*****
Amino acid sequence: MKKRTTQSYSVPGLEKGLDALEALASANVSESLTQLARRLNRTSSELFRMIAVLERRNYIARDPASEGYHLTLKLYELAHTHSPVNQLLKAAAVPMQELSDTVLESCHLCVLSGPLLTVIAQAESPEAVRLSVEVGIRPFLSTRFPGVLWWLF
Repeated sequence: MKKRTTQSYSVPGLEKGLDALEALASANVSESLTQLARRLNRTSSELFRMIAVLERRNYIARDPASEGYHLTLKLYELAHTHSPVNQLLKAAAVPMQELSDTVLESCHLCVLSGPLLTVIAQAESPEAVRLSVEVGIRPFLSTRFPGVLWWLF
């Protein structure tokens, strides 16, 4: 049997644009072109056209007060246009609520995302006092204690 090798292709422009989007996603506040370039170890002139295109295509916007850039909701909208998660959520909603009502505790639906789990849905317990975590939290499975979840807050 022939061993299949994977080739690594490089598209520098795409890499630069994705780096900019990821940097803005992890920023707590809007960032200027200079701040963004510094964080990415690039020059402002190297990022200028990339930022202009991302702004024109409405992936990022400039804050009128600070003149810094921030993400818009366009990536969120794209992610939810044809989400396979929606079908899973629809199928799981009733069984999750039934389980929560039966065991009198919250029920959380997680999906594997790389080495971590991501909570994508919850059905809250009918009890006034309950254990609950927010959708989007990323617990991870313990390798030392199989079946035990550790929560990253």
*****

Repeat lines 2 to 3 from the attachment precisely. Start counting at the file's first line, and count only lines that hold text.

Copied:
Repeated sequence: MKKRTTQSYSVPGLEKGLDALEALASANVSESLTQLARRLNRTSSELFRMIAVLERRNYIARDPASEGYHLTLKLYELAHTHSPVNQLLKAAAVPMQELSDTVLESCHLCVLSGPLLTVIAQAESPEAVRLSVEVGIRPFLSTRFPGVLWWLF
């Protein structure tokens, strides 16, 4: 049997644009072109056209007060246009609520995302006092204690 090798292709422009989007996603506040370039170890002139295109295509916007850039909701909208998660959520909603009502505790639906789990849905317990975590939290499975979840807050 022939061993299949994977080739690594490089598209520098795409890499630069994705780096900019990821940097803005992890920023707590809007960032200027200079701040963004510094964080990415690039020059402002190297990022200028990339930022202009991302702004024109409405992936990022400039804050009128600070003149810094921030993400818009366009990536969120794209992610939810044809989400396979929606079908899973629809199928799981009733069984999750039934389980929560039966065991009198919250029920959380997680999906594997790389080495971590991501909570994508919850059905809250009918009890006034309950254990609950927010959708989007990323617990991870313990390798030392199989079946035990550790929560990253």